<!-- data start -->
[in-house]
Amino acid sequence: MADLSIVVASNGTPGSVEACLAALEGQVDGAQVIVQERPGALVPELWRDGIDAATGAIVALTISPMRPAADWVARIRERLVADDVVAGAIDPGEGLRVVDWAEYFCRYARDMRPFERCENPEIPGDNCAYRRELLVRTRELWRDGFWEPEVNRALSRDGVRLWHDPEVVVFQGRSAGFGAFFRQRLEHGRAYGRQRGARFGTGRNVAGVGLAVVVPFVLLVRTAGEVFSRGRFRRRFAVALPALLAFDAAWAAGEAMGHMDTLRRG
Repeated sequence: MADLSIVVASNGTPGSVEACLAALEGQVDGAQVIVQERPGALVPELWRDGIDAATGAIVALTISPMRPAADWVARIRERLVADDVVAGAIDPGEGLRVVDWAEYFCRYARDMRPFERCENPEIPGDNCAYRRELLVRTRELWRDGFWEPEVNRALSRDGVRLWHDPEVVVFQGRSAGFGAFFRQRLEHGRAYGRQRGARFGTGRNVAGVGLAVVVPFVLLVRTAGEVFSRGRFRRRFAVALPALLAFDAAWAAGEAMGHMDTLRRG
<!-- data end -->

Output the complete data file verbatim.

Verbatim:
[in-house]
Amino acid sequence: MADLSIVVASNGTPGSVEACLAALEGQVDGAQVIVQERPGALVPELWRDGIDAATGAIVALTISPMRPAADWVARIRERLVADDVVAGAIDPGEGLRVVDWAEYFCRYARDMRPFERCENPEIPGDNCAYRRELLVRTRELWRDGFWEPEVNRALSRDGVRLWHDPEVVVFQGRSAGFGAFFRQRLEHGRAYGRQRGARFGTGRNVAGVGLAVVVPFVLLVRTAGEVFSRGRFRRRFAVALPALLAFDAAWAAGEAMGHMDTLRRG
Repeated sequence: MADLSIVVASNGTPGSVEACLAALEGQVDGAQVIVQERPGALVPELWRDGIDAATGAIVALTISPMRPAADWVARIRERLVADDVVAGAIDPGEGLRVVDWAEYFCRYARDMRPFERCENPEIPGDNCAYRRELLVRTRELWRDGFWEPEVNRALSRDGVRLWHDPEVVVFQGRSAGFGAFFRQRLEHGRAYGRQRGARFGTGRNVAGVGLAVVVPFVLLVRTAGEVFSRGRFRRRFAVALPALLAFDAAWAAGEAMGHMDTLRRG